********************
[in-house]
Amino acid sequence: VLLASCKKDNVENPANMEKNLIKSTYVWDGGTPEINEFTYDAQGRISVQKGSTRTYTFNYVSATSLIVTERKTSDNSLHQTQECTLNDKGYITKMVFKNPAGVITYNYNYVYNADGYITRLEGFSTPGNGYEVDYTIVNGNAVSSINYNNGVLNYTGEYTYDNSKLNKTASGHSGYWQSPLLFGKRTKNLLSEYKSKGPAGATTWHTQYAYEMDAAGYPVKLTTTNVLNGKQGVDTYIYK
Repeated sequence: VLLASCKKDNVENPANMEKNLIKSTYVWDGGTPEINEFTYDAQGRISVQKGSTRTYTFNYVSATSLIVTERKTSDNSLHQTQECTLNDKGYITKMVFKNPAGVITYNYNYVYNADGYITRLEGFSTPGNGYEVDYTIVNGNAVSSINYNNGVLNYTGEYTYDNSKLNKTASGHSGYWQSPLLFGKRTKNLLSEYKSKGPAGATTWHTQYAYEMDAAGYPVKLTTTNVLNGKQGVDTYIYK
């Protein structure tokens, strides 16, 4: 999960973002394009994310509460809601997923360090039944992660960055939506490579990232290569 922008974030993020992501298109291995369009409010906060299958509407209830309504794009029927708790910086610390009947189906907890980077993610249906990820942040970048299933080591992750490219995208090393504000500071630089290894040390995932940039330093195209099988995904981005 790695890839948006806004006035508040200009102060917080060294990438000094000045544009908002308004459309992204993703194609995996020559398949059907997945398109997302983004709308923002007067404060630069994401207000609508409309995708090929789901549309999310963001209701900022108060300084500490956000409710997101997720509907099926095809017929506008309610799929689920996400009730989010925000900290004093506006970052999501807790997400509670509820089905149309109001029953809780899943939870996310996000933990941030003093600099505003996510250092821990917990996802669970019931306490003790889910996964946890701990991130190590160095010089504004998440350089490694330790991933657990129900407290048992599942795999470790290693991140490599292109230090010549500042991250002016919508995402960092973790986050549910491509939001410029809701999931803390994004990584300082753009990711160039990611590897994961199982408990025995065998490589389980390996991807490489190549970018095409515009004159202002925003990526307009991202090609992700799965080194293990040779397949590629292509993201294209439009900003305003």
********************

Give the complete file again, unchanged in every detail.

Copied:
[in-house]
Amino acid sequence: VLLASCKKDNVENPANMEKNLIKSTYVWDGGTPEINEFTYDAQGRISVQKGSTRTYTFNYVSATSLIVTERKTSDNSLHQTQECTLNDKGYITKMVFKNPAGVITYNYNYVYNADGYITRLEGFSTPGNGYEVDYTIVNGNAVSSINYNNGVLNYTGEYTYDNSKLNKTASGHSGYWQSPLLFGKRTKNLLSEYKSKGPAGATTWHTQYAYEMDAAGYPVKLTTTNVLNGKQGVDTYIYK
Repeated sequence: VLLASCKKDNVENPANMEKNLIKSTYVWDGGTPEINEFTYDAQGRISVQKGSTRTYTFNYVSATSLIVTERKTSDNSLHQTQECTLNDKGYITKMVFKNPAGVITYNYNYVYNADGYITRLEGFSTPGNGYEVDYTIVNGNAVSSINYNNGVLNYTGEYTYDNSKLNKTASGHSGYWQSPLLFGKRTKNLLSEYKSKGPAGATTWHTQYAYEMDAAGYPVKLTTTNVLNGKQGVDTYIYK
């Protein structure tokens, strides 16, 4: 999960973002394009994310509460809601997923360090039944992660960055939506490579990232290569 922008974030993020992501298109291995369009409010906060299958509407209830309504794009029927708790910086610390009947189906907890980077993610249906990820942040970048299933080591992750490219995208090393504000500071630089290894040390995932940039330093195209099988995904981005 790695890839948006806004006035508040200009102060917080060294990438000094000045544009908002308004459309992204993703194609995996020559398949059907997945398109997302983004709308923002007067404060630069994401207000609508409309995708090929789901549309999310963001209701900022108060300084500490956000409710997101997720509907099926095809017929506008309610799929689920996400009730989010925000900290004093506006970052999501807790997400509670509820089905149309109001029953809780899943939870996310996000933990941030003093600099505003996510250092821990917990996802669970019931306490003790889910996964946890701990991130190590160095010089504004998440350089490694330790991933657990129900407290048992599942795999470790290693991140490599292109230090010549500042991250002016919508995402960092973790986050549910491509939001410029809701999931803390994004990584300082753009990711160039990611590897994961199982408990025995065998490589389980390996991807490489190549970018095409515009004159202002925003990526307009991202090609992700799965080194293990040779397949590629292509993201294209439009900003305003």